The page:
Broken bones in your face may leave you with minor significant problems. These are the bones that can affect breathing, eating, and speaking. If you think you have any facial fractures, you must talk with your doctor about your situation. Your doctor may provide a referral to a facial trauma surgeon to undergo surgery to get you back to normal.
Facial trauma can leave you with fractures in the facial bones. Your face has a complicated bone structure consisting of the frontal bone, zygomas, maxillary bones, mandible, nasal bones, and orbital bones. The facial structure also has bones deeper within with the muscles needed for chewing, swallowing, and talking attached to these bones.
Nasal fractures are relatively common, but other facial bones can also suffer trauma. You might have a single fracture or many broken bones. Motor vehicle accidents can leave you with multiple broken bones needing facial trauma treatment from a maxillofacial surgeon near you. You may suffer fractures to the unilateral or bilateral areas of the face.
You must seek prompt attention whenever you suffer from a facial injury. A few fractures are minor, but complicated fractures cause life-threatening irreversible damage. You have nerves and muscles responsible for expressions, sensations, and eye movements located near the bones of your face. The face is nearby the brain and the central nervous system. Facial trauma can result in damage to the cranial nerves depending on the specific location of the fracture. Fractures to the eye socket can result in vision problems, and fractures of the nose make it challenging for you to smell and breathe. Fractures to your jawbone can cause breathing problems or make it difficult for you to speak, chew, or swallow.
The medical personnel attending to you will determine whether the facial trauma affecting you is life-threatening. Life-threatening conditions need prompt attention before performing a thorough examination of the face. The physician checks to determine whether anything is blocking the airways or nasal passages, looks for damages to the central nervous system and assesses pupil size and reactions.
Inquiries are made about how and when the injury occurred. The patient or caregiver must provide information about whether the patient has any medical conditions or earlier facial injuries or surgery. Physical exams are performed looking for signs of asymmetry and damage to motor functions. The doctor looks at the face from different angles when examining the bones of the face by gently pressing on them.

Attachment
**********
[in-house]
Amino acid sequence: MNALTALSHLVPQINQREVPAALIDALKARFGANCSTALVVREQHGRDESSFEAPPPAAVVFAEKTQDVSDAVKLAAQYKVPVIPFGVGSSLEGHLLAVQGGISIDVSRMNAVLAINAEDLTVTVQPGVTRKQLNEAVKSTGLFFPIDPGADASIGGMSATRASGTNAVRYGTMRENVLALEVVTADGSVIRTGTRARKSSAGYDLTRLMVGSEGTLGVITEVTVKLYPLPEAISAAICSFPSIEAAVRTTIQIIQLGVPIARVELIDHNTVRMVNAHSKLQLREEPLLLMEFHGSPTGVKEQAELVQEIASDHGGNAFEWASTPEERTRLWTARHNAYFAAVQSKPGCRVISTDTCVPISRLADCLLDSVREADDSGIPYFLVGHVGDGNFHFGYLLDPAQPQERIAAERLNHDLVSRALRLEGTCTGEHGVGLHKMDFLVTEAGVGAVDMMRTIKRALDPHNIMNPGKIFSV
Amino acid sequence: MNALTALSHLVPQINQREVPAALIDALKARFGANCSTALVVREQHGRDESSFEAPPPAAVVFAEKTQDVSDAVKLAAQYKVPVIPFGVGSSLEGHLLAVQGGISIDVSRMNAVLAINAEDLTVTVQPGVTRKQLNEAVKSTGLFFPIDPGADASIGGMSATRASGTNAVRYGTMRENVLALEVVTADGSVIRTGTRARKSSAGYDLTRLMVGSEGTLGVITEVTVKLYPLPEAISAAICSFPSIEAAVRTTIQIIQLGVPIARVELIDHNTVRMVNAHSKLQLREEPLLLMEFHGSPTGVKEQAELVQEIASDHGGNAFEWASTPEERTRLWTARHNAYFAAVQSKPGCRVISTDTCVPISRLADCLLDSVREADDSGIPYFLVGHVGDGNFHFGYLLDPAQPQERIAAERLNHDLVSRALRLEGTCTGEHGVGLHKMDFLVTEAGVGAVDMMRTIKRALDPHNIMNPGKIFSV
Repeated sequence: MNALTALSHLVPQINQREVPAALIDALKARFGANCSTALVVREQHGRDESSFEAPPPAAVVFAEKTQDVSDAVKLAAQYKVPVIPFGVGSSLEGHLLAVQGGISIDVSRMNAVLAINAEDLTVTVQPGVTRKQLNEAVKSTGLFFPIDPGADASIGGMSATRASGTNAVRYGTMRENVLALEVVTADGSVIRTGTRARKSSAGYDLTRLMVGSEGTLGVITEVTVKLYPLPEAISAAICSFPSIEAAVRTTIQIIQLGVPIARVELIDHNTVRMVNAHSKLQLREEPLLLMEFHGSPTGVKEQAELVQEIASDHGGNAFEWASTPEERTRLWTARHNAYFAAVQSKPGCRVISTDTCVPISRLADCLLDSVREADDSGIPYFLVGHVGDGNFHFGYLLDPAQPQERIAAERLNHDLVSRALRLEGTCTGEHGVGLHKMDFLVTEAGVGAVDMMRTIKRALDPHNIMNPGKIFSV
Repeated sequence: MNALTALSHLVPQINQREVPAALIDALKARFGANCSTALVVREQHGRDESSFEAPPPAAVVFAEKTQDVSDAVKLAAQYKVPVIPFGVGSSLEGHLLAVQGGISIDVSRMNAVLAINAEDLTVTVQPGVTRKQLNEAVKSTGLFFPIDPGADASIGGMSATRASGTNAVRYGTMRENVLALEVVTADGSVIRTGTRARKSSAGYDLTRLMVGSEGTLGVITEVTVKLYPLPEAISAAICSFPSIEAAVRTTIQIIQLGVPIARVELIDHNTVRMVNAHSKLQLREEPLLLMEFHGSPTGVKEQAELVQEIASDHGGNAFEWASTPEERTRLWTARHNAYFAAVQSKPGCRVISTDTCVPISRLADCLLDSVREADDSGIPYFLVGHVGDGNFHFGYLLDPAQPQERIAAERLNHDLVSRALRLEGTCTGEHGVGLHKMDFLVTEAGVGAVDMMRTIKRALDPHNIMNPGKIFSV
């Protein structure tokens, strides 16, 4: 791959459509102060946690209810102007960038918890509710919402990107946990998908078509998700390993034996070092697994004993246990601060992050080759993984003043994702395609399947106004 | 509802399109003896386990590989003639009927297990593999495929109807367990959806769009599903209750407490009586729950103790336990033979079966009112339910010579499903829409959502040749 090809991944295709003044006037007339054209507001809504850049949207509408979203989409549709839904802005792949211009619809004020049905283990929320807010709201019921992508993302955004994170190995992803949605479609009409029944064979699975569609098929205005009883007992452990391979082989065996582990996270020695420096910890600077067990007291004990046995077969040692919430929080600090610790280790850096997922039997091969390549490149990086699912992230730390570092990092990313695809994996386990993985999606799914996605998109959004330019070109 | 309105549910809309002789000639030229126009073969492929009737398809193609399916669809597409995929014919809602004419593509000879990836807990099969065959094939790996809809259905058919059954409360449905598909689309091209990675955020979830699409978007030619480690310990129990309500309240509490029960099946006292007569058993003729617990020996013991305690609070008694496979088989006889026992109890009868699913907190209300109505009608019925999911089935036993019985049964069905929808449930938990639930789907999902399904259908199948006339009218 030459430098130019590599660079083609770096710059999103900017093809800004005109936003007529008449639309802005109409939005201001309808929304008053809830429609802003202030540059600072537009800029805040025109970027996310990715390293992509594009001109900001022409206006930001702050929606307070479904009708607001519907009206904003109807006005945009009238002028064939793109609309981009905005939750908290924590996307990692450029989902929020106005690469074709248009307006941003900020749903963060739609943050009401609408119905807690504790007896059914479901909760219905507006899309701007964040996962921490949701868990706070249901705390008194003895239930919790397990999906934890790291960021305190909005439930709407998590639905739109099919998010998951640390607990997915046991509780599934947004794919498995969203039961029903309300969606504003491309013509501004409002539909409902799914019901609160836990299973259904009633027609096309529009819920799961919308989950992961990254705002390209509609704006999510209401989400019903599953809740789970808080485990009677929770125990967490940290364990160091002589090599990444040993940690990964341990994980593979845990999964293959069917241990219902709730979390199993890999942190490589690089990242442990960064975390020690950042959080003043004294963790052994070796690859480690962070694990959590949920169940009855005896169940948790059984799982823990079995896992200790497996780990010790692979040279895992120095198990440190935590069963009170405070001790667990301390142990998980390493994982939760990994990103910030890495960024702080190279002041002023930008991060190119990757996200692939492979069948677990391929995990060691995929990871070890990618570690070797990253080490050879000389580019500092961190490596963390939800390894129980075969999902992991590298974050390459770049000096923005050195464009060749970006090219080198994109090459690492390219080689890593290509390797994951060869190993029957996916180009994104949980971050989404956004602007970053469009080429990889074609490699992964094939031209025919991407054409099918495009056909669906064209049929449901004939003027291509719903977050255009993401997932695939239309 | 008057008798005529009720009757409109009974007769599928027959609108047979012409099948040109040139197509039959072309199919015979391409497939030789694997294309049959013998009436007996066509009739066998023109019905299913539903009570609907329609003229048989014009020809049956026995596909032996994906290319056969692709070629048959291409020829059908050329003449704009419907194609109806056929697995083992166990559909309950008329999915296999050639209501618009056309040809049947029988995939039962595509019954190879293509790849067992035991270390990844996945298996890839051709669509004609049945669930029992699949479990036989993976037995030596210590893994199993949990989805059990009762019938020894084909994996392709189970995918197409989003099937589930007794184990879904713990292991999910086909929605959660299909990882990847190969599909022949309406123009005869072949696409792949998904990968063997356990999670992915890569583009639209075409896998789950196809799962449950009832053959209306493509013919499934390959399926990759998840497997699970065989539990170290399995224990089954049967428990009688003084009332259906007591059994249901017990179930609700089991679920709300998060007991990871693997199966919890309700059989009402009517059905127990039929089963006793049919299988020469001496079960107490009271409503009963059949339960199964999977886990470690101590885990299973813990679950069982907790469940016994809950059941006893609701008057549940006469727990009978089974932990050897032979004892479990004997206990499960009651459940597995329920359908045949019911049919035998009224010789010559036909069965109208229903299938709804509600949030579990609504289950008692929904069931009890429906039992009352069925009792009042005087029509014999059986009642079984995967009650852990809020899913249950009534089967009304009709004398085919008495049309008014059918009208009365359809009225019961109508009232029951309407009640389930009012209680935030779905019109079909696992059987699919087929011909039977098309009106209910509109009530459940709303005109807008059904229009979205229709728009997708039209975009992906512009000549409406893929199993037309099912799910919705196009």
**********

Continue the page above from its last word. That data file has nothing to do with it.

Indications of orbital fractures include differences in the position of the eyeballs or sunken eyes. Nasal fractures require a series of x-rays to determine the extent of the trauma. You might not need x-rays for nasal fractures if the swelling and tenderness are confined to the bony ridge of the nose, and you can breathe through your nostrils.
If fractures are suspected, the healthcare provider may order CT scans to determine the precise location and type of fracture. You may need two-dimensional face CT scans or three-dimensional reconstructive scans if you have complicated fractures of the mid-face. The images are necessary for a correct diagnosis before facial reconstructive surgery for the best results.
The facial trauma surgeon prescribes pain relievers and oral steroids to alleviate the swelling. Antibiotics are also prescribed if you are at a high risk of infections.
Generally, facial fractures are treated by performing a closed reduction or open reduction surgery. Closed reduction involves resetting the broken bones without surgery, and open reduction requires incisions to reposition the fractured bones. Complicated fractures with multiple broken bones require reconstructive surgery.
The treatment you receive depends on the location and the extent of the injury. Facial trauma treatment aims to restore your usual appearance and functionality of the injured areas. Life-threatening conditions like blockages of the airways, cardiovascular issues, brain, and nervous system injuries need immediate treatment.
Facial trauma is not preventable, but you can undoubtedly take some steps to limit the extent of the injury. Wearing a seatbelt when driving a motor vehicle or a safety helmet operating a motorcycle helps prevent facial trauma. Using protective equipment like mouthguards when involved in sports and following safety guidelines at work by wearing protective gear if demanded by your job proves helpful.
Seeking prompt attention if you have any open wounds where you can see your bones of or affected by the blurred or double vision or problems moving your eyes and trouble swallowing or breathing. Your healthcare provider is an excellent professional to contact if you think you have broken any bone in your face. If the brakes are severe, they can cause problems over the long term. Therefore you must get facial trauma treated at the earliest.